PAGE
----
Let the Music Speak

The Norwich Story, in Music,

by Diana L. Weggler and Jacque E. Day.

Hans Christian Andersen famously wrote, “Where words fail, sounds can often speak,” and how right he was. Music transforms. It wields an influence far greater than spoken language. The story of Norwich University’s relationship with music is nearly as old as the institution. Archival records strongly indicate that Captain Partridge created the first cadet band because he felt that music was an essential component of military training. Like many of Partridge’s ideas, it was practical genius.

But Norwich’s musical heritage goes far beyond the Regimental Band. It was, indeed, a short-lived music “major” that, in 1847, first brought civilian students to campus. The first Norwich Glee Club appears in records as early as 1862. From the Estey Organ that graced the parlors of 19th-century gentleladies to the practice of live bugling that endures on the Hill to this day, music has been an integral part of Norwich culture for nearly two centuries. It is our pleasure to present you with this glimpse into the Norwich story, in music.

The Mounted Band How do you play a sousaphone on horseback? If this question has never occurred to you, you’re not alone. But to the members of the Norwich University Regimental Band in this 1937 photo, to play on horseback was a privilege and unquestioned duty. Do you remember the Mounted Band? Send your recollections to <a href="mailto:record@norwich.edu" target="_top">record@norwich.edu</a>.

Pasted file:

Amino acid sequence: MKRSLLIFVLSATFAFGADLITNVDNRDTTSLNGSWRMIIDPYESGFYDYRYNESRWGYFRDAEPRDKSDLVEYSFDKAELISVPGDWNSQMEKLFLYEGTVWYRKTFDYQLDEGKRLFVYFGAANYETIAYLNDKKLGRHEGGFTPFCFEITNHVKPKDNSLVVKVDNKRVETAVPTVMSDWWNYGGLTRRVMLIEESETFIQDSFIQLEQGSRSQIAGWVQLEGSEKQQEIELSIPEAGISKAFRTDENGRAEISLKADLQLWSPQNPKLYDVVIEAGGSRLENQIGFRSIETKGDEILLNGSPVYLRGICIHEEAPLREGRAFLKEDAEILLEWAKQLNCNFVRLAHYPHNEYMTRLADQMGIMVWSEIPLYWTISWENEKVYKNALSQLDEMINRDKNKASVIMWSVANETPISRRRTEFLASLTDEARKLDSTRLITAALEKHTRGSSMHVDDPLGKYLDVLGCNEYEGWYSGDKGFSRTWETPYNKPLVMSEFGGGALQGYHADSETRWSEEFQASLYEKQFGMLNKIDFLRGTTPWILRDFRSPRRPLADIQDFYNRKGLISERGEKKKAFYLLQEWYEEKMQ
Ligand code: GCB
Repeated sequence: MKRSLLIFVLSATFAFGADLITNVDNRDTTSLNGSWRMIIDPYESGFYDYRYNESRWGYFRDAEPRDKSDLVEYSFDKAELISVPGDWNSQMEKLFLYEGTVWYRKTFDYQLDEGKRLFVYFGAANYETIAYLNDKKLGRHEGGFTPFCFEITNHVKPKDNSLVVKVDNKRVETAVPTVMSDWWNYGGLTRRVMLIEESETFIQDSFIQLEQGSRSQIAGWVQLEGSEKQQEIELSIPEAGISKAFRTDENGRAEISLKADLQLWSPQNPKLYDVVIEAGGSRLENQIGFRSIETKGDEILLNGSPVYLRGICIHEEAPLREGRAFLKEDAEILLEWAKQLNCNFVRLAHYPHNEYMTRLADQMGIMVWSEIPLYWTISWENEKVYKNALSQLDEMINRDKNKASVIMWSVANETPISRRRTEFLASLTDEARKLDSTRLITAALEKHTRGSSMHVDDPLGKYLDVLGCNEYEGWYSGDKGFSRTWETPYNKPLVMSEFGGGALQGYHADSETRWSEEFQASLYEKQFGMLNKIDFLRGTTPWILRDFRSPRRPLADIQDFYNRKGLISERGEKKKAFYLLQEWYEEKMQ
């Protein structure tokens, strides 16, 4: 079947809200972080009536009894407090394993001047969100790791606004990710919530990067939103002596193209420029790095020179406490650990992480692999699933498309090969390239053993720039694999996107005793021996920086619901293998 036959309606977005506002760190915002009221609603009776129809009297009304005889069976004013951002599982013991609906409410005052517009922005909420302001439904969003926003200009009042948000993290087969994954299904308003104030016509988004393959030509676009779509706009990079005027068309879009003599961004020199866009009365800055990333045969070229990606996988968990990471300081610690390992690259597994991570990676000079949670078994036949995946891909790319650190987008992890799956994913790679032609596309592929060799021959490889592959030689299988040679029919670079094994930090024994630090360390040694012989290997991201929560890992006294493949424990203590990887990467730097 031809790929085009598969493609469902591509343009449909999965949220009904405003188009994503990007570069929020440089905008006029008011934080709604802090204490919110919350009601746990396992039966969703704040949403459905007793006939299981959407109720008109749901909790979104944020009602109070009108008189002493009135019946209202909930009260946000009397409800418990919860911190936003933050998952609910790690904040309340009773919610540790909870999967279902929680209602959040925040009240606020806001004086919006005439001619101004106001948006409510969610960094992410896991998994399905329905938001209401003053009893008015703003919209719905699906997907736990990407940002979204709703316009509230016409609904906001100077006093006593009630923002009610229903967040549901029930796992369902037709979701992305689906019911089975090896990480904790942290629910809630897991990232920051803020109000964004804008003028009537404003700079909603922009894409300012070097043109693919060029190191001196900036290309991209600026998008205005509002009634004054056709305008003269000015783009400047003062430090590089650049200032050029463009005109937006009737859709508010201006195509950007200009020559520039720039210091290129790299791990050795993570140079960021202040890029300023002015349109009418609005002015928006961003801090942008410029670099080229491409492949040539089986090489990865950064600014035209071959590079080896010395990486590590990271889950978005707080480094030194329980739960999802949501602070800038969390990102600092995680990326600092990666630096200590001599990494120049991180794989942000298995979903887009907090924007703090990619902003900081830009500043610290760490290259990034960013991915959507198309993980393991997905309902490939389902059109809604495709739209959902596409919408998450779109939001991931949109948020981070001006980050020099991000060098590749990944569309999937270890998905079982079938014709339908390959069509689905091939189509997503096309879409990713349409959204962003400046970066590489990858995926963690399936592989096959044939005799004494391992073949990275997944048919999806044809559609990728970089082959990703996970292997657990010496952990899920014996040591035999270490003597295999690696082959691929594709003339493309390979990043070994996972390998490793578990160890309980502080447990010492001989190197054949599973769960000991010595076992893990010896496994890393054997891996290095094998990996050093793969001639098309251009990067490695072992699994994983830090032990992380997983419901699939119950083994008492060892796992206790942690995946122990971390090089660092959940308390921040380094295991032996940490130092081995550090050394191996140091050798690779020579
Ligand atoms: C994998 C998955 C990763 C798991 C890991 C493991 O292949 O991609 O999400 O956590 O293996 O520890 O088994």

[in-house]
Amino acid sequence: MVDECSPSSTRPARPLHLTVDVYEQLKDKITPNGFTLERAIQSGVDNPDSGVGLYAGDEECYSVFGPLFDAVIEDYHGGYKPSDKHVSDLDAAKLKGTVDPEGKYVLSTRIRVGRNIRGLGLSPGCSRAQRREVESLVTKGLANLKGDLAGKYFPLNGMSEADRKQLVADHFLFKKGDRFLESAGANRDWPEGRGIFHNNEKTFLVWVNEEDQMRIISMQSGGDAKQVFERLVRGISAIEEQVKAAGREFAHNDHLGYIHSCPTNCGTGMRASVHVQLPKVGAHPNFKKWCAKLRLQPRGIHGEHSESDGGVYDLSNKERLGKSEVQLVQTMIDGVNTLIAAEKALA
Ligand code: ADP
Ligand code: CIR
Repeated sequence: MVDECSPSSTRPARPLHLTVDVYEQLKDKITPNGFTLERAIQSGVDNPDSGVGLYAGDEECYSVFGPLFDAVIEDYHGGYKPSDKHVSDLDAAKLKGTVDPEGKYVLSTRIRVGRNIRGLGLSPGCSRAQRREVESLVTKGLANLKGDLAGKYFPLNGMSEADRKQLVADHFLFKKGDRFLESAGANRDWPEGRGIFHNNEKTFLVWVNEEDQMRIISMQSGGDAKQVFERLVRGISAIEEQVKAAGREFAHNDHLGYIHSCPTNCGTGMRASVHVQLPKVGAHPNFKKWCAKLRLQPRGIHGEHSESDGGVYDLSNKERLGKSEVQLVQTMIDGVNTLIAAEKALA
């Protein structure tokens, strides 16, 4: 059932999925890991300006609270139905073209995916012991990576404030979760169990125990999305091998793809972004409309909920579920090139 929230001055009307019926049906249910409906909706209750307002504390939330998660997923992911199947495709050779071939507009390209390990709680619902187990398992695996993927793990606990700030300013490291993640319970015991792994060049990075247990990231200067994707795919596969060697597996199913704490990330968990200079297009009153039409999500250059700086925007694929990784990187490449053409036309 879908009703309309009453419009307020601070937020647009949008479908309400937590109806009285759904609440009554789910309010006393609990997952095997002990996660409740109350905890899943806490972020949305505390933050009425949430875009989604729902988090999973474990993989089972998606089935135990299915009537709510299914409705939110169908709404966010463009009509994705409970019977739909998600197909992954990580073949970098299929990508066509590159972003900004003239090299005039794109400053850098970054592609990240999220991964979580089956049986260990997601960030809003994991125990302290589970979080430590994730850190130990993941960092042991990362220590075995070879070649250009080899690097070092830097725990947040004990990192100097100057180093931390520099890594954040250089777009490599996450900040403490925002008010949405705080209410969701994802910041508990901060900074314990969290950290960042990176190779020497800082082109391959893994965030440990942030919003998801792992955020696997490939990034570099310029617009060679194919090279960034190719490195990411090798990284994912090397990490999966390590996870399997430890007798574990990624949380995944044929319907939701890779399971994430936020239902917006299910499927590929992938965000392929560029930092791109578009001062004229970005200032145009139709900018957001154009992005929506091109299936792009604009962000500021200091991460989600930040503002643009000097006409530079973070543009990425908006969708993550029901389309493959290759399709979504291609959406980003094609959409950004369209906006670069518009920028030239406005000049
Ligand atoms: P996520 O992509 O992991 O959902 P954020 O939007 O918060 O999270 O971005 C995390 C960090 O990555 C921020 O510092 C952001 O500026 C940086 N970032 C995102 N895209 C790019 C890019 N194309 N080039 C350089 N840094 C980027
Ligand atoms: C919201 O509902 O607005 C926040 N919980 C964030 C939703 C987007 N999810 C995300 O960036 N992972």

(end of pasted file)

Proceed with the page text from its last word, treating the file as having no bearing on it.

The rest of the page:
The Mounted Band
How do you play a sousaphone on horseback? If this question has never occurred to you, you’re not alone. But to the members of the Norwich University Regimental Band in this 1937 photo, to play on horseback was a privilege and unquestioned duty. Do you remember the Mounted Band? Send your recollections to record@norwich.edu.

Editor’s Note: While we typically post the text of a story into the Record web pages, we believe it best serves this story to preserve its visual impact. The story begins on page 16 of the printed magazine. Read the feature as it appears in print:



Special thanks to Norwich history professor Gary Lord and C. T. Haywood ’12 for your expertise and research, and to Crystal Drown ’19 for your writing contribution. And, to Christopher R. Spencer ’96, whose paper, “The History of Music at Norwich University from 1820–1864” opened a magical window for us into that period of Norwich music history, serving as proof that your professors (in this case, Professor Lord) remember the good work you do. The Norwich Archives and Sullivan Museum and History Center provided many of the photos, documents, and artifacts pictured in this story.

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